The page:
Credit - Wipikedia
Alvin was designed as a replacement for bathyscapes and other less manueurable submarine vehicles. Its more nimble design was made possible in part by the development of syntactic foam, which is buoyant and yet strong enough to serve as a structural material at great depths.
The vessel weighs 17 tons. It allows for two scientists and one pilot to dive for up to nine hours at 4,500 metres (14,800 ft). The submersible features two robotic arms and can be fitted with mission-specific sampling and experimental gear. The hatch of the submarine is 0.48 metres (1 ft 7 in) in diameter and somewhat thicker than the 2 inches (51 mm) thick titanium sphere pressure hull; it is held in place by the pressure of the water above it.
As explained during its search of Titanic, in an emergency if Alvin is stuck underwater with occupants inside, the outer body of Alvin is able to come apart and the titanium sphere would then rise to the surface uncontrolled. It is unknown, however, if a human could survive the rapid trip to the surface.
Alvin, first of its class, was built to dive to 2,440 metres (8,010 ft). Each of the Alvin-class DSVs have different depth capabilities. However Alvin is the only one seconded to the NOAA, with the others staying with the US Navy.
Alvin's first deep sea tests took place off Andros Island, the Bahamas, where it made a successful 12-hour, unmanned tethered 7,500-foot (2,300 m) test dive. Alvin now had two pilots, Rainnie and Marvin McCamis, and on 20 July 1965 they made their first 6,000-foot (1,800 m) dive for the Navy to obtain certification." On 17 March 1966, Alvin was used to locate a submerged 1.45-megaton H bomb lost in aUS Air Force mid air accident over Palomares, Spain. The bomb, found resting nearly 910 metres (2,990 ft) deep, was raised intact on 7 April. On 6 July 1967, the Alvin was attacked by a swordfish during dive 202. The swordfish became trapped in the Alvin's skin, and the Alvin was forced to make an emergency surface. The attack took place at 2,000 feet (610 m) below the surface. The fish was recovered at the surface and cooked for dinner.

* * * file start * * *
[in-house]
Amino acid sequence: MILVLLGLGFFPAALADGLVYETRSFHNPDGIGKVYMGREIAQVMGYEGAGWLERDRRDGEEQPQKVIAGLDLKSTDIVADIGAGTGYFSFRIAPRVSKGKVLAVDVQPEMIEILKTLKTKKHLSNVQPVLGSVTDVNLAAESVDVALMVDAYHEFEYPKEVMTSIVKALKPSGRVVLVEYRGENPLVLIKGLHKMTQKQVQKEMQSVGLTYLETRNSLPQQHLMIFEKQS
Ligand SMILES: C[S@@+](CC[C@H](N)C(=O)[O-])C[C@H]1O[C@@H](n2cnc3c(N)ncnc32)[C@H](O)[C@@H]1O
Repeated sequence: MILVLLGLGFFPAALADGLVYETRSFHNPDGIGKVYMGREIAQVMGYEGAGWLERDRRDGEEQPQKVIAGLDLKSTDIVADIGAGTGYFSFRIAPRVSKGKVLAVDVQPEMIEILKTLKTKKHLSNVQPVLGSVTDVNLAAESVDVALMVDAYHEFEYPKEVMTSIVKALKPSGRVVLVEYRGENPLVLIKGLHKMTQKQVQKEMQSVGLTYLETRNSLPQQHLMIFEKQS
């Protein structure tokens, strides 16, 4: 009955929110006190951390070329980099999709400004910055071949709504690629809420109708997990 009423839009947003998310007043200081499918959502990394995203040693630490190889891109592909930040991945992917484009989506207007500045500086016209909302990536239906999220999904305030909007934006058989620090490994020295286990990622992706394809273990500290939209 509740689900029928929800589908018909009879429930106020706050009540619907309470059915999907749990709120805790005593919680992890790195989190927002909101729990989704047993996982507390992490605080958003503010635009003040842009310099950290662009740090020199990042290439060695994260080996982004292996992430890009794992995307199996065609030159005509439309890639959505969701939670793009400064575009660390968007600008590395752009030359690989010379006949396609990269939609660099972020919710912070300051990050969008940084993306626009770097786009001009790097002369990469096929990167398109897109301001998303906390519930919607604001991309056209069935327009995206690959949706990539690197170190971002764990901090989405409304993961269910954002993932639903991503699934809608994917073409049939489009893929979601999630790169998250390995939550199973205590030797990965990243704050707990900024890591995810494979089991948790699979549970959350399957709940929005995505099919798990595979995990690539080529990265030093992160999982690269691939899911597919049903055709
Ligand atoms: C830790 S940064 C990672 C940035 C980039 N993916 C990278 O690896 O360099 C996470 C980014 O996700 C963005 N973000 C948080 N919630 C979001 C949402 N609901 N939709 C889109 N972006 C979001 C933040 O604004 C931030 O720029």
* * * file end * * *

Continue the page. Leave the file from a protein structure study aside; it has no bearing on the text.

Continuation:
Sinking Alvin, aboard the Navy tender ship Lulu, was lost as it was being transported in October 1968. Lulu, a vessel created from a pair of decommissioned U.S. Navy pontoon boats with a support structure added on, was lowering Alvin over the side when two steel cables snapped, while Alvin had three crew members aboard and the hatch open. Situated between the pontoons with no deck underneath, Alvin hit the water and rapidly started to sink. The three crew members managed to escape, but Alvin flooded and sank in 1,500 metres (4,900 ft) of water.